Khachapuri – Georgian Cheesy Flatbread

For the month of September my secret recipe club assignment was Karen’s blog Karen’s kitchen stories . Karen loves a challenge and she is a master bread baker .As you may already know, I LOVE baking bread so going through her archives was a real treat. I honestly lost count of how many recipes I bookmarked but when it came down to choosing this month’s recipe the kids decided on these 4 Tangelo, Date, and Almond BiscottiAdjaruli Khachapuri – Georgian Cheesy FlatbreadBlack Bottom Mini Cheesecake Brownie Cups, doughnut muffins

It was so hard to pick just one so I ended up making 3 out of the 4 recipes but only managed to photograph this one!


I have to say that all three recipes turned out beautifully and the kids could not stop raving about them. They had the flatbread for breakfast and took some with them to school in their lunch boxes. The biscotti and muffins were the perfect companions for an after school cup of tea or glass of milk (Jana loves tea, Ibrahim can’t live without milk!)

Adjaruli Khachapuri (I am still trying to figure out how to pronounce that!) is a traditional Georgian boat shaped flatbread.The bread traditionally  has melted salty cheese and a soft cooked egg or sometimes two in the middle hollow part of the “boat”.It is justifiably considered to be one of Georgia’s most famous national dishes. The name Khachapuri has its origins in the words “Khacho ” meaning cottage cheese / cheese curd” and “Puri” meaning bread.

Khachapuri reminded me of our own cheese fatayer . They look the same but the cheese filling and the size are different



khachapuri is served hot and traditionally served topped with a runny egg and s0me butter. The butter and egg are mixed together with a fork and then you tear off pieces of the bread crust and use it to eat the egg and cheese mixture.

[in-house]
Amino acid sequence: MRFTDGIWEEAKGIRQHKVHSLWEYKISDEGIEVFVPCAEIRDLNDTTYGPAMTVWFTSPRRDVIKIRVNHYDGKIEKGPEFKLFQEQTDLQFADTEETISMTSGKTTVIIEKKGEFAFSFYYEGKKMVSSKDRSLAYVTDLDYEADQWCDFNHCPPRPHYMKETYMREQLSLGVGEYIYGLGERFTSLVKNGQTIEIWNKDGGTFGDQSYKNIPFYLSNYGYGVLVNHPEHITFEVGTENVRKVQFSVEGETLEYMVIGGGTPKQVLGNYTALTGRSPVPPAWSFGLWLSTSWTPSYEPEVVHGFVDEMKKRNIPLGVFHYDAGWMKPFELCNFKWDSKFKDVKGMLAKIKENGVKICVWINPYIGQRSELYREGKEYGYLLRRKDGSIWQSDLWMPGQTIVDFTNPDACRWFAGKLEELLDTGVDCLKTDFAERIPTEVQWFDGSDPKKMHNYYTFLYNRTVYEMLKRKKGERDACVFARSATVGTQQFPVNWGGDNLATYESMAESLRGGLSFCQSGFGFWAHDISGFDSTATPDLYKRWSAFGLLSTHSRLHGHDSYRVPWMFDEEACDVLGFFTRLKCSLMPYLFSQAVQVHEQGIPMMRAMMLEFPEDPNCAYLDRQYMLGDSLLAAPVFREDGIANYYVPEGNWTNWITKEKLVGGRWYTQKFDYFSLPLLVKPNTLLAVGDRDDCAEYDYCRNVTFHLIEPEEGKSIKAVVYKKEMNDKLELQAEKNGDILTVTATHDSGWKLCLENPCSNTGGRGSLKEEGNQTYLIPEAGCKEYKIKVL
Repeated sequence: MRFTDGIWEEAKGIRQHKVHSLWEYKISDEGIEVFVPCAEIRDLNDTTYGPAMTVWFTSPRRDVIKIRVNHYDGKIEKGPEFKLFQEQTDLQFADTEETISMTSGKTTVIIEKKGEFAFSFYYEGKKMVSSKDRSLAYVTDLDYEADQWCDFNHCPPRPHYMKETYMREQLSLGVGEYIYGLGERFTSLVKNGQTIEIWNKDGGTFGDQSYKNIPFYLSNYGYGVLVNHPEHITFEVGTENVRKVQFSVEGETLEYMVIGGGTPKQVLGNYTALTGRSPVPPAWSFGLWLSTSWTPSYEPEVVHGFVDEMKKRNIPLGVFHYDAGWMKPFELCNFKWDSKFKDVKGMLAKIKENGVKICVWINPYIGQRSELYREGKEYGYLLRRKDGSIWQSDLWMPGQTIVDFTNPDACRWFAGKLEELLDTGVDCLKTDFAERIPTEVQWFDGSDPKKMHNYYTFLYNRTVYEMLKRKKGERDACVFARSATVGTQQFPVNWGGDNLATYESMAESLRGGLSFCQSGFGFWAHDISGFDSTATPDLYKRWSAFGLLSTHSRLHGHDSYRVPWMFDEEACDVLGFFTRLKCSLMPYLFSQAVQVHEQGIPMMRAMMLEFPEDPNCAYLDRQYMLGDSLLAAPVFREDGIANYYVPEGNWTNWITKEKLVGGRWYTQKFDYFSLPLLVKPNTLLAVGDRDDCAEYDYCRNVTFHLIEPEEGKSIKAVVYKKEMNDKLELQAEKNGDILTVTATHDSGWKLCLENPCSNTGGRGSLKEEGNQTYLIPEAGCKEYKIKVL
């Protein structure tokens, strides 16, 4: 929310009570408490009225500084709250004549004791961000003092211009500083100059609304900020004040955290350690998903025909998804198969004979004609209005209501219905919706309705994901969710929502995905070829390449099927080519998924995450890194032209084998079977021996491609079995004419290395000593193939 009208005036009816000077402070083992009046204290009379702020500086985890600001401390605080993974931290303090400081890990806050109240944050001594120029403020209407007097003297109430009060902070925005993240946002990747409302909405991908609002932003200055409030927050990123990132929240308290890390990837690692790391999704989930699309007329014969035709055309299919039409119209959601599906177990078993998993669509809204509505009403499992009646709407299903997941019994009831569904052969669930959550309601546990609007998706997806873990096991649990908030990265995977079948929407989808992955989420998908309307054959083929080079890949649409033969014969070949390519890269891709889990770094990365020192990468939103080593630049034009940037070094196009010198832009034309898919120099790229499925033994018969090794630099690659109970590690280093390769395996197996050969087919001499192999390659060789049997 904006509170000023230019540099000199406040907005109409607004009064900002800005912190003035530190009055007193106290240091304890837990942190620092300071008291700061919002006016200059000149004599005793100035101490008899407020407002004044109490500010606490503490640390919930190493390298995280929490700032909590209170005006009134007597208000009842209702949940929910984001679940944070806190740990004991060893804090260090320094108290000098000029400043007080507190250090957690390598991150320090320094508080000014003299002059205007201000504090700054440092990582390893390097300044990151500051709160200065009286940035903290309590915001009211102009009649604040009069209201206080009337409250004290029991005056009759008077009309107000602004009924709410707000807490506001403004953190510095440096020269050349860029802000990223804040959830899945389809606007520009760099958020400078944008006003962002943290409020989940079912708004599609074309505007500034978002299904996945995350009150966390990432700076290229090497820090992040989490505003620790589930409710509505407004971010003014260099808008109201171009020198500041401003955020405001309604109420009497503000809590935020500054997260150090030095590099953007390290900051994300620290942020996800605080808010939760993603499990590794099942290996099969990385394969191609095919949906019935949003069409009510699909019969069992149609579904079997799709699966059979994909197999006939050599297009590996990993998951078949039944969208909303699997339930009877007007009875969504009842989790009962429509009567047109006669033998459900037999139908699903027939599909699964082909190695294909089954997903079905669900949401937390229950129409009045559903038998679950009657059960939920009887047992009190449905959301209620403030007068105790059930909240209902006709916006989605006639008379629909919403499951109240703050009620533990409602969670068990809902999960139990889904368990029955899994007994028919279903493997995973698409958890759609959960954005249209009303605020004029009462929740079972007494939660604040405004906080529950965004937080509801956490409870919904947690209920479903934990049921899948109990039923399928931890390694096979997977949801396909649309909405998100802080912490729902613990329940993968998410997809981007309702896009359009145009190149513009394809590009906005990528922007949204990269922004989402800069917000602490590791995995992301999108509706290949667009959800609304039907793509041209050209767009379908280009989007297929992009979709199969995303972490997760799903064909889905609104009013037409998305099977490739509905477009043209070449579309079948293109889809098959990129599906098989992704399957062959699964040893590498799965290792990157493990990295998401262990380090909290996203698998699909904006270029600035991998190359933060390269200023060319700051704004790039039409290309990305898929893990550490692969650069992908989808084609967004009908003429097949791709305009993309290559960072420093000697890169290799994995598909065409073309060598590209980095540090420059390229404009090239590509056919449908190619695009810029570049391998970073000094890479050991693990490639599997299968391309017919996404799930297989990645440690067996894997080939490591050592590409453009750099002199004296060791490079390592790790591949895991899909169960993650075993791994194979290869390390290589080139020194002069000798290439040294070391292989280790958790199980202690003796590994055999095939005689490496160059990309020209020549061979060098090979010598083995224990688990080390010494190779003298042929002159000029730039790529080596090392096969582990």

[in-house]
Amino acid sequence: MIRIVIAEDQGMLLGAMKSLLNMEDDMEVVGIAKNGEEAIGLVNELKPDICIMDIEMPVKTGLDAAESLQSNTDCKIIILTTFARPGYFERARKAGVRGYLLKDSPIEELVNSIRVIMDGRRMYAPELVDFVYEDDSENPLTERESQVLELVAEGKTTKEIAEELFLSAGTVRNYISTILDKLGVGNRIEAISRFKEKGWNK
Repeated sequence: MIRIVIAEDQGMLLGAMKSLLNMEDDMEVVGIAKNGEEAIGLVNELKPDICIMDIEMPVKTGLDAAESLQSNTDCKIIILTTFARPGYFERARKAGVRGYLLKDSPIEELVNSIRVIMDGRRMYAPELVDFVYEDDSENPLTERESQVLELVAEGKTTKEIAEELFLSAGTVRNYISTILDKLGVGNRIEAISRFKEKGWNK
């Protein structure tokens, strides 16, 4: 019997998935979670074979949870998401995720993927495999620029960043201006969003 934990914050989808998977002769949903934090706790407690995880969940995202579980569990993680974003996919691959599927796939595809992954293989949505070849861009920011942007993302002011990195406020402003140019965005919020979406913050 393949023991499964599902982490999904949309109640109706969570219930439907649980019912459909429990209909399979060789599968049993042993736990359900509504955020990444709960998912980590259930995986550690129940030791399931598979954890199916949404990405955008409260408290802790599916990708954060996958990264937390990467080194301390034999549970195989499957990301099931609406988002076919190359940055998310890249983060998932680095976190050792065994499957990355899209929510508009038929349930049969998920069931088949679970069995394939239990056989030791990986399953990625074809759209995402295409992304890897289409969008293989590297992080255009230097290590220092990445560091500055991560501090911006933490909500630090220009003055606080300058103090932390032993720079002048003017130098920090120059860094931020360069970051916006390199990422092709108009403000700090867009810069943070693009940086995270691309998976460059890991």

These cheese breads can be small enough to serve one for breakfast or large enough to be shared as an appetizer or even as a meal.
Different regions in Georgia make different variations of khachapuri, they differ in the way they shape the bread and in the ingredients they add to the cheese.

I stuck to the original recipe with two minor exceptions: The cheese traditionally used for khachapuri is a local, fresh, cow’s milk cheese. Feta cheese or havarti cheese are common substitution for the traditional soft cheese, so I combined some feta with mozzarella for a beautiful, cheesy, flavor and texture. My second change was skipping the eggs on top. This recipe makes 4 large boats to two huge ones and the idea of dealing with leftover runny eggs was not an appealing one so I topped two of the boats with tomato slices (following Karen’s advice) and we topped the other two with mint and pitted olives (not very traditional but heavenly none the less)



Makes 2 Khachapuri.


1 1/2 cups (7 1/2 ounces) bread flour (you may need an extra 1/2 cup)
1 teaspoon instant yeast
1/2 teaspoon sugar
1 teaspoon salt
2/3 cup warm milk
1 egg
1 teaspoon vinegar (personal addition to eliminate any egg smell in the bread)
1 tablespoon olive oil
3 ounces shredded Muenster cheese (you can use feta cheese or havarti instead)
3 ounces crumbled mozzarella cheese
For the topping
Thinly sliced tomatoes
Mint leaved
Pitted black olives

Melted butter to brush the bread



  1. Whisk the dry ingredients together in the bowl of a stand mixer.
  2. Add the milk and olive oil and stir together by hand with the dough hook or large spoon.
  3. Knead with the mixer (can also be kneaded by hand) until smooth and tacky, but not too sticky.
  4. Place the dough into an oiled bowl, cover, and let rise until doubled, one to two hours.
  5. Preheat the oven to 500 degrees F with a baking stone, if you have one. If you don’t place a baking sheet upside down and heat it in the oven
  6. Divide the dough into 4 parts, and roll each out on a lightly floured piece of parchment to a rectangle.
  7. Tightly roll the sides toward the middle so that you have about a well in the middle. Bring the top and bottom together to form a “boat” as in the photo. You may need to moisten the dough as you roll it so it won’t unroll in the oven.
    Note: My bread did unravel a bit during baking, so I spread out the melted cheese a little to cover the exposed edges, next time I will go back to my own shaping technique that I use for cheese fatayer
  8. Fill both “boats” with cheeses. Add your toppings if you are using them.
  9. Place the breads, parchment included, on the baking stone or on a sheet pan.
  10. Bake for about 6-10 minutes, until the bottom is golden brown.
  11. If you wish to add the egg, add it now on top of the cheese and bake for three to four more minutes, until the egg has set.
  12. If the top of the bread is not golden brown, brush it with melted butter and place it under the broiler for a couple of minutes
  13. Remove from the oven and serve hot or warm.